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A few days ago famed documentary filmmaker Errol Morris started a great series of articles on his blog over at the New York Times. He’s calling his series “The Anosognosic’s Dilemma,” which hooked me right away because I had no idea what an “anosognosic” is, and I had to click the link to find out more.
Anosognosia a neurological disorder where patients who lack a certain ability refuse to acknowledge their condition. Although the term originates in neurology, Morris’ interview subject, Cornell professor David Dunning, is especially interested in “the anosognosia of everyday life,” or the condition we all face when we are so unaware of a subject that we don’t even realize how much we don’t know.
Of course, on the face of it, Morris’s piece has nothing to do with patent searching. However, at its core, it encapsulates the fundamental dilemma faced by all researchers. To illustrate the point, suppose a completely untrained layperson is given a search assignment on a simple invention, and he immediately understands the purpose and function of the invention. Armed with the belief that because the concept is simple, the search will be simple, this person confidently begins with keyword queries in Google, maybe moving on to putting a couple of search terms in a free patent search engine he comes across. After a few hours of trying, he reports that there doesn’t really seem to be much out there on the topic. When questioned about whether he tried searching by IPC or ECLA classifications, he just blinks – he’s never heard of a patent classification before.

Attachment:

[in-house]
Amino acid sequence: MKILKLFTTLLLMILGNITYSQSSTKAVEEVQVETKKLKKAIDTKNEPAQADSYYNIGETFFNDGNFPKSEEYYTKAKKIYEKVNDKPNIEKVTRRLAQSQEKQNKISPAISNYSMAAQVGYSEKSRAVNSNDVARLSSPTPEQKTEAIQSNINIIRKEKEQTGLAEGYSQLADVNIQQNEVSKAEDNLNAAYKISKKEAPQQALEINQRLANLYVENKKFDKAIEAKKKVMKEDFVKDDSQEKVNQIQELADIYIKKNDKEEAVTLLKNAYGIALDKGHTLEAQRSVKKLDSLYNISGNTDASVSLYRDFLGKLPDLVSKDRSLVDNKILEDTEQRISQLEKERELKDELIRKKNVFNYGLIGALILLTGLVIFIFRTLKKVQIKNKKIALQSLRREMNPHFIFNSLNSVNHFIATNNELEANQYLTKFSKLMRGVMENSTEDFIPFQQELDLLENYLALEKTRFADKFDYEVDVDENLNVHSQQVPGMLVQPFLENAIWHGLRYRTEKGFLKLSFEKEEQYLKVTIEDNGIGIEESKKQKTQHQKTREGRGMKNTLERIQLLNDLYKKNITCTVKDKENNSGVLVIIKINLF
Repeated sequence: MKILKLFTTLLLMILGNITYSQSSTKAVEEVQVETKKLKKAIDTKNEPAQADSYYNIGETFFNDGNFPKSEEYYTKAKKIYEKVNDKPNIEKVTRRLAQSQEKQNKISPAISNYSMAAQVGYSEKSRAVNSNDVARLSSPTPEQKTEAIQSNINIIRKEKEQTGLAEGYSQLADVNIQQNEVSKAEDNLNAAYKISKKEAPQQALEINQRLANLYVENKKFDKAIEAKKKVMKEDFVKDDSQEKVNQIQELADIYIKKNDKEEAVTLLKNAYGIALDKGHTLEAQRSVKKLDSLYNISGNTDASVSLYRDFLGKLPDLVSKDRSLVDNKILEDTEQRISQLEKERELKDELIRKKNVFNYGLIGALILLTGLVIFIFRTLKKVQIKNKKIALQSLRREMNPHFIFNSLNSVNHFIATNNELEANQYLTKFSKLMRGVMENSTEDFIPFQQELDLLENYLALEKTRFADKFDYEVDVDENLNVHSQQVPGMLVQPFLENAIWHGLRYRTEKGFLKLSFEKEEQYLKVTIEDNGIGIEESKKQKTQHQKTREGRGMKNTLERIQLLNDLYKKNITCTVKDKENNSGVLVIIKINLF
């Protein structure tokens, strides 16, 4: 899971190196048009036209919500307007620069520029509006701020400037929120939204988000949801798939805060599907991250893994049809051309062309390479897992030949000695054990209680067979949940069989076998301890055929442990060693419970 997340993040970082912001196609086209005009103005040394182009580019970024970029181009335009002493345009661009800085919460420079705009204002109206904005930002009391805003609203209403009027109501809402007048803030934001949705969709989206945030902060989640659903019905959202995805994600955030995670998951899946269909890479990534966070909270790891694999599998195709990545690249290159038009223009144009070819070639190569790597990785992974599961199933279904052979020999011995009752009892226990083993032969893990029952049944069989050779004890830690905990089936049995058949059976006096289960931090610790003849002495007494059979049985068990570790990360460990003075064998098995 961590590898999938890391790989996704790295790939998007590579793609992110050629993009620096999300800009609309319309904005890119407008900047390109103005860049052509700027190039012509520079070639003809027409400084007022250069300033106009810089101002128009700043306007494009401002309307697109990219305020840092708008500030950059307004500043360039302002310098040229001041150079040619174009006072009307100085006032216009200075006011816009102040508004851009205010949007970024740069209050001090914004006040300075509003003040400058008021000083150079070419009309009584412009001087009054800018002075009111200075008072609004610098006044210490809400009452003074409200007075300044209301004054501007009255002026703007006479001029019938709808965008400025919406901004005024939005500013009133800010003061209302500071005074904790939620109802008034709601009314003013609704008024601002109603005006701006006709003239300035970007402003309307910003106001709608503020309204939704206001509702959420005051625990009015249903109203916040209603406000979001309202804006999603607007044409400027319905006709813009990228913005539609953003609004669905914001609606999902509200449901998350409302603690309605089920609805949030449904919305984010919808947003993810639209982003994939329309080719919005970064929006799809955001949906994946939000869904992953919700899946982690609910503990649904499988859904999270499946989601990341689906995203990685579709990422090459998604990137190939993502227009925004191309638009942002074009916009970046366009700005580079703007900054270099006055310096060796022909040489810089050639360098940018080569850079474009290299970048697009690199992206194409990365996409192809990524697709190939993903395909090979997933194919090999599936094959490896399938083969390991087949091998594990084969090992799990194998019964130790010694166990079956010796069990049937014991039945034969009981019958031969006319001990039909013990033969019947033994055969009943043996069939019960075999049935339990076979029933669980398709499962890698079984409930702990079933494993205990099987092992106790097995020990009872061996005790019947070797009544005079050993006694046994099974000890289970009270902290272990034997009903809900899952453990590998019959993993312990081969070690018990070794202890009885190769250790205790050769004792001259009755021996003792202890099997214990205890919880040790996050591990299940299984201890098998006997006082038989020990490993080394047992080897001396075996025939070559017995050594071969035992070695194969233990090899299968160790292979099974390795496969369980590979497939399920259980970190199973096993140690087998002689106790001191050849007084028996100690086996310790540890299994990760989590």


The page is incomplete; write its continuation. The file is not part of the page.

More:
Now, obviously I’ve picked an extreme example of ignorance here. But I wanted to illustrate the point that this untrained layperson isn’t necessarily stupid, per say. The intelligence of the person in question isn’t even an issue – after all, he understood the invention perfectly, and since Google has always given him quick results before he can’t be blamed for starting out with the search source he knows. However, it’s his ignorance of the tools he might have used – the special tools known to trained patent searchers – that prevents him from conducting a competent search.
I think this imaginary scenario is useful to searchers. I think as we begin new research projects, we should see ourselves in a similar state of ignorance about the project at hand. We have, as Donald Rumsfeld famously put it, our “known unknowns” to work on – what search tools should we select, what patent classifications should we focus on, what keywords should we use to retrieve the information we need, etc. But there are also the “unknown unknowns” which keep us up at night, especially if the project must be exhaustively researched, and our results comprehensive. Is there a search service somewhere offering an obscure database on this very topic? Is the perfect piece of prior art sitting on a dusty shelf, in some far off library? Did we use the best tools to probe literature published in a language we don’t speak?
Sometimes when we fall into routines and start using the sources that feel comfortable to us, we stop worrying about these things. And then one day we bump into the perfect solution for a problem that’s been bugging us forever – in my case, it’s always the Microsoft Excel command that could have saved me hours of work if only I had known in time. Sure, it hurts when my confidence in my Excel wizardry is cruelly punctured, but if it makes me spend a little more time looking at the help files next time, it’s worth it in the end.
This post was contributed by Intellogist team member Kristin Whitman.